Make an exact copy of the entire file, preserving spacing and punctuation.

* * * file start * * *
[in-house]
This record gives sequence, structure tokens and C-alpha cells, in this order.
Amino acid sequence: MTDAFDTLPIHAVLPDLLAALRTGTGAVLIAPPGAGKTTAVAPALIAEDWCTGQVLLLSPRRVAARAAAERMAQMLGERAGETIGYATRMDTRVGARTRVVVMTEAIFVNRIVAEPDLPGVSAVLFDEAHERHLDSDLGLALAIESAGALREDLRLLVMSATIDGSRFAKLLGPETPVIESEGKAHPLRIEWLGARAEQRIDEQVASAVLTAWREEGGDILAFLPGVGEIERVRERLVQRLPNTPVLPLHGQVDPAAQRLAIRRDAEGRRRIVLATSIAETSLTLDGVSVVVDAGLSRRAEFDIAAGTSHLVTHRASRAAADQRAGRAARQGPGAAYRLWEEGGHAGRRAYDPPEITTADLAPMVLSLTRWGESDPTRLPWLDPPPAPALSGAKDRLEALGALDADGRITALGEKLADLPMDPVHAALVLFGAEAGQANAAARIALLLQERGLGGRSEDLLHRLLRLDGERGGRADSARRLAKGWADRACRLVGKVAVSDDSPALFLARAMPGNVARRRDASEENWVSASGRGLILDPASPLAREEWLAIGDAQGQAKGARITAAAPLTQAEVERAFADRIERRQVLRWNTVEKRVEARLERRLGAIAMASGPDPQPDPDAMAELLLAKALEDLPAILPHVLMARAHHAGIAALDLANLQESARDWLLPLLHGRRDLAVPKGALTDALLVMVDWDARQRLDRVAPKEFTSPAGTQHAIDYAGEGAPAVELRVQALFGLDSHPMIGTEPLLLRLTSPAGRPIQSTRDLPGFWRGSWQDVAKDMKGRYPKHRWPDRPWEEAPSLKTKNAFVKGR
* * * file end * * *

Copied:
[in-house]
This record gives sequence, structure tokens and C-alpha cells, in this order.
Amino acid sequence: MTDAFDTLPIHAVLPDLLAALRTGTGAVLIAPPGAGKTTAVAPALIAEDWCTGQVLLLSPRRVAARAAAERMAQMLGERAGETIGYATRMDTRVGARTRVVVMTEAIFVNRIVAEPDLPGVSAVLFDEAHERHLDSDLGLALAIESAGALREDLRLLVMSATIDGSRFAKLLGPETPVIESEGKAHPLRIEWLGARAEQRIDEQVASAVLTAWREEGGDILAFLPGVGEIERVRERLVQRLPNTPVLPLHGQVDPAAQRLAIRRDAEGRRRIVLATSIAETSLTLDGVSVVVDAGLSRRAEFDIAAGTSHLVTHRASRAAADQRAGRAARQGPGAAYRLWEEGGHAGRRAYDPPEITTADLAPMVLSLTRWGESDPTRLPWLDPPPAPALSGAKDRLEALGALDADGRITALGEKLADLPMDPVHAALVLFGAEAGQANAAARIALLLQERGLGGRSEDLLHRLLRLDGERGGRADSARRLAKGWADRACRLVGKVAVSDDSPALFLARAMPGNVARRRDASEENWVSASGRGLILDPASPLAREEWLAIGDAQGQAKGARITAAAPLTQAEVERAFADRIERRQVLRWNTVEKRVEARLERRLGAIAMASGPDPQPDPDAMAELLLAKALEDLPAILPHVLMARAHHAGIAALDLANLQESARDWLLPLLHGRRDLAVPKGALTDALLVMVDWDARQRLDRVAPKEFTSPAGTQHAIDYAGEGAPAVELRVQALFGLDSHPMIGTEPLLLRLTSPAGRPIQSTRDLPGFWRGSWQDVAKDMKGRYPKHRWPDRPWEEAPSLKTKNAFVKGR